Baby Boomers: Still Too Scared of Stocks

Overly cautious investors may not be earning a big enough return to get them through retirement.

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All retirement savers face this conundrum: Equity investments could lose principal during a bad year. But the interest on risk-free savings vehicles like certificates of deposit may not keep up with inflation. Most baby boomers are choosing to err on the side of caution, according to an online survey.

Many more workers age 50 plus say they understand and feel comfortable with savings vehicles like savings bonds and certificates of deposit, where there is little risk involved, than with more volatile investments like stocks and real estate, according to a Transamerica and GfK Roper Public Affairs and Media online survey of 2,015 working adults. Some 46 percent of the older adults are not very willing to put money into investments with any risk associated with them, which makes for much lower returns, Transamerica found.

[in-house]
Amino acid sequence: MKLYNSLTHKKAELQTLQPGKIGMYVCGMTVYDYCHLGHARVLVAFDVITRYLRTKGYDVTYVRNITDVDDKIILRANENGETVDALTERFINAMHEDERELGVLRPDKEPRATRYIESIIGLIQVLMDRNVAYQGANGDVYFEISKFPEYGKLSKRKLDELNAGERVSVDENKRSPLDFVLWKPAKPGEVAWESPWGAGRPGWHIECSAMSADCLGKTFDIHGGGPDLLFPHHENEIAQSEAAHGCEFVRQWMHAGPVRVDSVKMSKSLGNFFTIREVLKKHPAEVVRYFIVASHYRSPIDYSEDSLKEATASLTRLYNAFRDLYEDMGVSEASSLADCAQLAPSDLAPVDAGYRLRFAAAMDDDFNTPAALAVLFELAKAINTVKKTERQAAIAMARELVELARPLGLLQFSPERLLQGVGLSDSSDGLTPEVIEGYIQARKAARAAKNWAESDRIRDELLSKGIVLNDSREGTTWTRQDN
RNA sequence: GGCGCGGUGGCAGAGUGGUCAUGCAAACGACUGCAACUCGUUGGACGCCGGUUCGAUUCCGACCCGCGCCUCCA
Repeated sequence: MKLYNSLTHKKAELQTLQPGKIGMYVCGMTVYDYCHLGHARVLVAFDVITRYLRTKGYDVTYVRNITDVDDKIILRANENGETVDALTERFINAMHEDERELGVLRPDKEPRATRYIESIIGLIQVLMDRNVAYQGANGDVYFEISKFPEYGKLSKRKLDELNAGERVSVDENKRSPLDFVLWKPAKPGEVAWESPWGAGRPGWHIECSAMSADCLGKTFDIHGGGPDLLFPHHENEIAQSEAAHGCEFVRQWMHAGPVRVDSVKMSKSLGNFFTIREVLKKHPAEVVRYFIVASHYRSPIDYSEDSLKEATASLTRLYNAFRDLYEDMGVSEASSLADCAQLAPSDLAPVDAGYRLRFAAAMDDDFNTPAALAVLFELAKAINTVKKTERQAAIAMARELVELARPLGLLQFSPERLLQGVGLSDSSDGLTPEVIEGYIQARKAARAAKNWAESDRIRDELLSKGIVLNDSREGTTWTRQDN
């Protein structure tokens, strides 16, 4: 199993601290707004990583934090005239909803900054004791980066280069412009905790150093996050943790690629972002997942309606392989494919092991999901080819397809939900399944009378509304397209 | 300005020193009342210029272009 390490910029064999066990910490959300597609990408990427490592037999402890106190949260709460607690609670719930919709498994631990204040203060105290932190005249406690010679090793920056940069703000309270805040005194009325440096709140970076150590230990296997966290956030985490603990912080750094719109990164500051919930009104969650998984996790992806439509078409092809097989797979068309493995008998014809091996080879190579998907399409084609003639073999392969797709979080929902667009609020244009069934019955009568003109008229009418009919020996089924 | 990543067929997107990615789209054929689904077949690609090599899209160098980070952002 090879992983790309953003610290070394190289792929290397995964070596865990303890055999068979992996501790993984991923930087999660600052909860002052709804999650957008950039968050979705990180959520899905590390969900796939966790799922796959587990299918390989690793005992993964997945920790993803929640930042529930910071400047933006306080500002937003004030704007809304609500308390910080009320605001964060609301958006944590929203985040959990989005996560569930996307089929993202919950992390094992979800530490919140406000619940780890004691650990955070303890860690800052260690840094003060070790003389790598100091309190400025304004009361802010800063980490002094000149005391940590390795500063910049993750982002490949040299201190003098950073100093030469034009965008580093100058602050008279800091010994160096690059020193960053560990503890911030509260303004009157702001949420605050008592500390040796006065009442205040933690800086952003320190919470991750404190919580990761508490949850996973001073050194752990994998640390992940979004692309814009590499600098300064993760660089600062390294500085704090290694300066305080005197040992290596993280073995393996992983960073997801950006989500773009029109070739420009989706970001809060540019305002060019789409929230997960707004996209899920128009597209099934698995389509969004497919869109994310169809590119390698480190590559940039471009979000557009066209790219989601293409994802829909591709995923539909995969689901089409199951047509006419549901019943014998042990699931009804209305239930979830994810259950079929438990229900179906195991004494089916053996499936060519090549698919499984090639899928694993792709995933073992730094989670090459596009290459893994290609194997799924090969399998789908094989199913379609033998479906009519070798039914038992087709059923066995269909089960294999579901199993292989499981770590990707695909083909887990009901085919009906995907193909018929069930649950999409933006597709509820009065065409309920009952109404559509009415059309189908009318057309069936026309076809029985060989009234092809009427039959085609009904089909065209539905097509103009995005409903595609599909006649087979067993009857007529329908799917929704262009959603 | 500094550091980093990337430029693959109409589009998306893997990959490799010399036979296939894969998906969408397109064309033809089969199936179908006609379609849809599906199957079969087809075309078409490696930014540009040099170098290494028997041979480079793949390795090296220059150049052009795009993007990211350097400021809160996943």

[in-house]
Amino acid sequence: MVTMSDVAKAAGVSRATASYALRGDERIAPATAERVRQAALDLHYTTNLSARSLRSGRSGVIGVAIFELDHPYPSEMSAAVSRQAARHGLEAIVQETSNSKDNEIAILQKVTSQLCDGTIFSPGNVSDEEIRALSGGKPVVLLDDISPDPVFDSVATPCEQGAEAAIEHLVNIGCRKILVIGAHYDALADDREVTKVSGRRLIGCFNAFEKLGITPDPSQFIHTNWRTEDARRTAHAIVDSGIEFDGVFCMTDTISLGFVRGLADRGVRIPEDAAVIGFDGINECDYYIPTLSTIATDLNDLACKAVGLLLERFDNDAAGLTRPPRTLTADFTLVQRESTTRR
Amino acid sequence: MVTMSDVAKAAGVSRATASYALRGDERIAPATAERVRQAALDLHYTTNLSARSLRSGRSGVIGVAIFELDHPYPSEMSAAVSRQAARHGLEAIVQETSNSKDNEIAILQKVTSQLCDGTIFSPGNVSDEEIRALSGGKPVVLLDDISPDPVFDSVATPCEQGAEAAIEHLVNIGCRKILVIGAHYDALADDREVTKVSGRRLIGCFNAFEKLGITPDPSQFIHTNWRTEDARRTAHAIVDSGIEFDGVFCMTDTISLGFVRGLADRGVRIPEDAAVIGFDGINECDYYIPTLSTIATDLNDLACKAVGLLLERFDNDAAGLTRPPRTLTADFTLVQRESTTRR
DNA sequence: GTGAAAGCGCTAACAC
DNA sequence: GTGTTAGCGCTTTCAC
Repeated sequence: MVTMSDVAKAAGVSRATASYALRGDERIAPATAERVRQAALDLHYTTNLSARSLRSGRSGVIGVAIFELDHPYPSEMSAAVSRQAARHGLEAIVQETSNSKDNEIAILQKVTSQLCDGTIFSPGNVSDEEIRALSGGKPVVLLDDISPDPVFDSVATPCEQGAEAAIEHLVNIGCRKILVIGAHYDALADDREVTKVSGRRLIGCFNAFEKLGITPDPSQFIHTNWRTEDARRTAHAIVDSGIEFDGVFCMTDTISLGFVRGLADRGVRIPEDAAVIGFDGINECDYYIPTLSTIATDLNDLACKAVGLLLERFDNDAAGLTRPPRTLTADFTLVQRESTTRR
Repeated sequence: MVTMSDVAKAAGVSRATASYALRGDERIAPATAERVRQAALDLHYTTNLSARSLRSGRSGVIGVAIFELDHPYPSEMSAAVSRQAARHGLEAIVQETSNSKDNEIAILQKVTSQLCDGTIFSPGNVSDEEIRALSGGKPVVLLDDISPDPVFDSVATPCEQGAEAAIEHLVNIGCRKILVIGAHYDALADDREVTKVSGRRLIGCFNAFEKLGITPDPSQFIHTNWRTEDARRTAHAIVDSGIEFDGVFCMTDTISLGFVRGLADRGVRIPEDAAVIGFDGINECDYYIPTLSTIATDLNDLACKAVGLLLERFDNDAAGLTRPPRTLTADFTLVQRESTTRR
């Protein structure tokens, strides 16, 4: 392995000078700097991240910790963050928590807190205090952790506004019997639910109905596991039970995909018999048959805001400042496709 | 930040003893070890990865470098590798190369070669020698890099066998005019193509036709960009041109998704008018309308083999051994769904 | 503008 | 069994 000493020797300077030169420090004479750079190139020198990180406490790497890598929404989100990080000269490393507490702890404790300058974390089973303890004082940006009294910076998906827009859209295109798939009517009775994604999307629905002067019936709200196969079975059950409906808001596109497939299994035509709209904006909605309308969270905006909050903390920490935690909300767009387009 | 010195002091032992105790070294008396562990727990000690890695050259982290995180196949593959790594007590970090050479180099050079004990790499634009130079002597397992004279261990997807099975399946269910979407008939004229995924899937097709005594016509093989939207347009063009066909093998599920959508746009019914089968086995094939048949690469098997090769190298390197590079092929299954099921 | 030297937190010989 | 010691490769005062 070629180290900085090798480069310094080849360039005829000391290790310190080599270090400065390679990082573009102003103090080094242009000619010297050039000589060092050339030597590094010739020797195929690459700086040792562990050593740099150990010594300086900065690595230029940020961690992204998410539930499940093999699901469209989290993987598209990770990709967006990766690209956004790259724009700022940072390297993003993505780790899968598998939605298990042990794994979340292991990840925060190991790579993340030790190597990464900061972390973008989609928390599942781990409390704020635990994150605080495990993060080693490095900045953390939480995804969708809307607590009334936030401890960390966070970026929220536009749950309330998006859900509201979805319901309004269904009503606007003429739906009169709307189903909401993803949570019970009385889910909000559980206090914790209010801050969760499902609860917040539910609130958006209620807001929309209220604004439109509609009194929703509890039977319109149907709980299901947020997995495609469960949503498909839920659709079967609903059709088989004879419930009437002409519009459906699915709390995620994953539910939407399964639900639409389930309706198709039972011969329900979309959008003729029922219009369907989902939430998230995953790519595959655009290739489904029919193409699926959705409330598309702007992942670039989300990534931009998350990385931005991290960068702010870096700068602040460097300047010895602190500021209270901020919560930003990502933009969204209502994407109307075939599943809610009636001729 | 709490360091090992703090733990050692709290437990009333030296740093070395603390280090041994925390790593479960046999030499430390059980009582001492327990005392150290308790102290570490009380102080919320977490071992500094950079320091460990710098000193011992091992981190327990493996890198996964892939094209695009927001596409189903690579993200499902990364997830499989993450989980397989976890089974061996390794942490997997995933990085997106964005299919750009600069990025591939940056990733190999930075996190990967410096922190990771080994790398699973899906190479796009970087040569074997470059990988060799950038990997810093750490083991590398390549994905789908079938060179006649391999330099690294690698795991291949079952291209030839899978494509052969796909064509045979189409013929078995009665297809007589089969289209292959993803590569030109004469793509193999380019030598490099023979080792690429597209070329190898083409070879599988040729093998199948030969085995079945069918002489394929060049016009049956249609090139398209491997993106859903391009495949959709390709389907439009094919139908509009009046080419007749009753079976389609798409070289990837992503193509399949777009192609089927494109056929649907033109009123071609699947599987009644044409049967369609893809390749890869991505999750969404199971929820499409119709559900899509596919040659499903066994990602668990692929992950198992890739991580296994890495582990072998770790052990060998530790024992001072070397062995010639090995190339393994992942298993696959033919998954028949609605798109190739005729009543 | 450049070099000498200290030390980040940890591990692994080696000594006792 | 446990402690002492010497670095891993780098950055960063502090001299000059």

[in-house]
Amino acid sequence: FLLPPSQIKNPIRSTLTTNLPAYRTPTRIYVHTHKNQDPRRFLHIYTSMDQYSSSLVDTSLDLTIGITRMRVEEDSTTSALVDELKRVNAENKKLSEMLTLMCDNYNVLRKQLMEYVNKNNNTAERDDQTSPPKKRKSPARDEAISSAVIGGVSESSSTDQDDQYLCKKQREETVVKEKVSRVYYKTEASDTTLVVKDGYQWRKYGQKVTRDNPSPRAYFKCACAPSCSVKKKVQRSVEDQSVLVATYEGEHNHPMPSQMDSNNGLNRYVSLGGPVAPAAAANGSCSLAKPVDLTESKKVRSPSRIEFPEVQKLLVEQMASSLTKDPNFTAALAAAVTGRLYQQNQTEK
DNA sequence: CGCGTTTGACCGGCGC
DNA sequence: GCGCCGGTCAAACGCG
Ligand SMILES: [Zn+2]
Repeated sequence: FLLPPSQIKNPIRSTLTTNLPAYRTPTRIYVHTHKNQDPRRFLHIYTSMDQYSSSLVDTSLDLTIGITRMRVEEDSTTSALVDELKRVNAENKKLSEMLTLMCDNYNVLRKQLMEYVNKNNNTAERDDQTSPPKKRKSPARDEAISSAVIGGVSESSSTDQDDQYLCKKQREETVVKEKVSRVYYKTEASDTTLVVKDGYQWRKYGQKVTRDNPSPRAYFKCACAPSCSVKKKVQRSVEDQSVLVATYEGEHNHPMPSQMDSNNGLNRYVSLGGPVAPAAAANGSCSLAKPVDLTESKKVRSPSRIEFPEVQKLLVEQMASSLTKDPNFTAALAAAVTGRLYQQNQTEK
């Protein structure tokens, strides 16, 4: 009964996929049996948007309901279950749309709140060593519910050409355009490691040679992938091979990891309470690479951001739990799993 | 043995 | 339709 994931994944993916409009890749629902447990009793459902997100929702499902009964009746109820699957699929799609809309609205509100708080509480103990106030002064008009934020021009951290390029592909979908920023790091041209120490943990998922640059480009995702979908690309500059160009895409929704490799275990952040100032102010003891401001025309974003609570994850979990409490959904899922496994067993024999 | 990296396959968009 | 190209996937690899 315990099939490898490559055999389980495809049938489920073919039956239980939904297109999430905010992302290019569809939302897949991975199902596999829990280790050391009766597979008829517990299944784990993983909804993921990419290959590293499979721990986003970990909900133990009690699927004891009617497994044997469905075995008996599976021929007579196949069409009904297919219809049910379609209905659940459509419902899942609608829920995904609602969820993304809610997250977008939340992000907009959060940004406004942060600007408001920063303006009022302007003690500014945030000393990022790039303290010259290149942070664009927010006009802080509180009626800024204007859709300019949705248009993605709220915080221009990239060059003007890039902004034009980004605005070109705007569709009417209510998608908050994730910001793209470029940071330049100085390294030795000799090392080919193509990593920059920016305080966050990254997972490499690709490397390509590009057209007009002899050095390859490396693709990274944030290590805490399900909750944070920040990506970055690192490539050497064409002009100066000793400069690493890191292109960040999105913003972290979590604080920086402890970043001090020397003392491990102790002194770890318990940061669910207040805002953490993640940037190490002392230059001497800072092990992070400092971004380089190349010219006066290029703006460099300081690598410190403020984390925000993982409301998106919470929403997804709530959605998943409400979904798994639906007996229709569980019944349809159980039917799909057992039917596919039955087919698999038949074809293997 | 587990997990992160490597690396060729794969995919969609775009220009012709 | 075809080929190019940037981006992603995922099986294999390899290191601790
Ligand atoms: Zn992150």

If you don't understand how an investment option works, it's difficult to feel comfortable handing over your savings. About 48 percent of Americans over age 50 say they have a low level of experience with investing, the survey found.

Here's how older workers rated the comprehensibility of financial vehicles you can use to accumulate your retirement savings.

  Understand Comfortable
Savings Into
U.S. savings bonds 87 68
Savings accounts 68 49
Certificates of deposit 68 62
Money market funds 51 48
Mutual funds 49 46
Stocks 47 34
Bonds 47 45
Real estate investments 46 30
Annuities 42 35
Source: Transamerica, 2008

Tell us, where do you feel comfortable stashing your nest egg?